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World's island states blame richest countries for climate threats

World's island states blame richest countries for climate threats

Tuesday, May 28, 2024, 14:53 GMT+7
World's island states blame richest countries for climate threats
Antigua and Barbuda is hosting this week's conference of the Small Island Developing States. Photo: AFP

Extremely vulnerable to climate change, not rich enough to stop it on their own, and not poor enough to merit aid and development financing: the world's small island states on Monday blamed wealthy countries for their misfortune.

Small Island Developing States (SIDS) "find themselves on the front line of a battle against a confluence of crises, none of which they have caused or created," said Gaston Browne, prime minister of Antigua and Barbuda, which is hosting a SIDS conference this week.

The most pressing crisis is a worsening climate catastrophe as the world nears global warming of 1.5C, the upper threshold set in the Paris climate accord.

"The major contributors to climate change have failed to meet the obligations to mitigate its effects, causing significant harm to SIDS and our planet in general," Browne said.

Seychelles President Wavel Ramkalawan warned that "the climate crisis will destroy all of us," but that "the world is taking its time while we suffer."

Caught between rising debts and rising oceans, from the Caribbean to Africa to the Pacific, many SIDS share characteristics that make them especially vulnerable to external shocks: small landmasses home to scattered and isolated populations, with import dependent, non-diversified economies.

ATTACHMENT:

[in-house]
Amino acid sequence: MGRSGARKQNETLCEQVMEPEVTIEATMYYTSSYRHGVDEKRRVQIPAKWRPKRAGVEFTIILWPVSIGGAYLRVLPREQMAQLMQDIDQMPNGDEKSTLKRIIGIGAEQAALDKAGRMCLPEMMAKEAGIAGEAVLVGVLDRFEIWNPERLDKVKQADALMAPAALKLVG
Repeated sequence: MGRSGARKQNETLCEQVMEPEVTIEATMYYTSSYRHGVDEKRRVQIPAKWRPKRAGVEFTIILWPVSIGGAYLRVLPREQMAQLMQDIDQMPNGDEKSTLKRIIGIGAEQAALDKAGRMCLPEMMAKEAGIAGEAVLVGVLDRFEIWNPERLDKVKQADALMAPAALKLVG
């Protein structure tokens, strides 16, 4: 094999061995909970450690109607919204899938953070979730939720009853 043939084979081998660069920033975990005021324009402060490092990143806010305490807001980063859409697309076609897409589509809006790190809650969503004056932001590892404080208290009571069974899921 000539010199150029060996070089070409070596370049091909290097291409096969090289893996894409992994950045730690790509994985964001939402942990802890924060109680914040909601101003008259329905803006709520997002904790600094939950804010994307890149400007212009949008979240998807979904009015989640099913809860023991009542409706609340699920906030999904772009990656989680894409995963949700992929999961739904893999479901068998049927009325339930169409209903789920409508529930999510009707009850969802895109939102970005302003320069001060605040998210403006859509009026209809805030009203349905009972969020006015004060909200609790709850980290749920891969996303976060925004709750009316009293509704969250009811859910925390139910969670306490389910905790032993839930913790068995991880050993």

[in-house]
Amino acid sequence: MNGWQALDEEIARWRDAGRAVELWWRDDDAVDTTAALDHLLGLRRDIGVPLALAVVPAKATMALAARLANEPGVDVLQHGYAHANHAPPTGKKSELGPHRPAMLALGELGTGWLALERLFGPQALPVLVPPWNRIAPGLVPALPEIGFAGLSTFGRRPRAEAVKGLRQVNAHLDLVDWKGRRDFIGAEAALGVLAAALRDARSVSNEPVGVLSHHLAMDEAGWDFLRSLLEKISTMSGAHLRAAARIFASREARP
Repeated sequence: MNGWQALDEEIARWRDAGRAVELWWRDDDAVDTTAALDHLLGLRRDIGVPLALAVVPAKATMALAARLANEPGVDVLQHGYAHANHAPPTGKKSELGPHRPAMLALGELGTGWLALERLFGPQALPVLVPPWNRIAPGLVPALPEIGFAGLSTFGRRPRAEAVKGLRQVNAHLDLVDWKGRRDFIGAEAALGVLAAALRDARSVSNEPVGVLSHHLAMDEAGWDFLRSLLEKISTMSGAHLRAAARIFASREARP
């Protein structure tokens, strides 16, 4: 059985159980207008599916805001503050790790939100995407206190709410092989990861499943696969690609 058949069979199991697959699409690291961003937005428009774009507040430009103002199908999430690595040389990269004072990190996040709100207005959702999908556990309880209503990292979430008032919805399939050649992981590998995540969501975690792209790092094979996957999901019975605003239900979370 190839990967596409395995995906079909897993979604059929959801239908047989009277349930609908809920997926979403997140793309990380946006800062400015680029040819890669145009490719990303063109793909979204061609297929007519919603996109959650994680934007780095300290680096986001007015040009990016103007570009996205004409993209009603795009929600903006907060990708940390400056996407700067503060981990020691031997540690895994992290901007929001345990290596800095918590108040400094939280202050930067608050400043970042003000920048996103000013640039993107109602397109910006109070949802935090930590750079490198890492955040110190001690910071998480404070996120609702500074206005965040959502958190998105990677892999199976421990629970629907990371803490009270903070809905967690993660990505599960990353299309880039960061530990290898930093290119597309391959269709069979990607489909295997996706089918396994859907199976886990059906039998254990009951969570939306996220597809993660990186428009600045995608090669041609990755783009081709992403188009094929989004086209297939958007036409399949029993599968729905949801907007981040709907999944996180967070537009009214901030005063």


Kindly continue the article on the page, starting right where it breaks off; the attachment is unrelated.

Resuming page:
And climate change -- with its brutal droughts, powerful hurricanes and rising seas -- is threatening to erase some of them from the map altogether.

"We cannot accept the disappearance of any country or culture under the rising waves," UN Secretary-General Antonio Guterres said as he opened the SIDS conference, adding the international community has a "duty" to offer support.

"The idea that an entire island state could become collateral damage for profiteering by the fossil fuel industry, or competition between major economies, is simply obscene," Guterres said.

'Blue economy' 

"The costs will only rise and will be paid in more and more human lives if we fail to deal with the root cause, that is fossil fuels," said Hilda Heine, president of the Marshall Islands.

High on the agenda for the 39 states, whose populations number roughly 65 million people: increasing climate financing, even as many criticize the slow pace of fulfilling previous UN aid pledges.

According to the UN Development Program, some $4.7-7.3 billion in financing is needed per year just for climate adaptation measures in SIDS countries.

But most small island states are classified as middle-income countries or higher -- meaning that they're unable to access international aid and preferential financing available to the world's poorest countries.

"They are being trapped in a no man's land where financing from the international community that is often a kind of safety net is simply not available to them," said Achim Steiner, head of the UNDP.

Beyond seeking outside aid, however, many are also turning toward reforming their own economies.

Priorities include developing renewable energy sectors and engaging in the so-called "blue economy" of sustainable fishing and ocean conservation -- a serious opportunity for SIDS countries, which account for 19 percent of the world's Exclusive Economic Zones.

Tourism, too, can be made more sustainable -- though the specter of climate change hangs over these countries' marine biodiversity and coral reefs, which draw scuba divers from across the world.

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AFP

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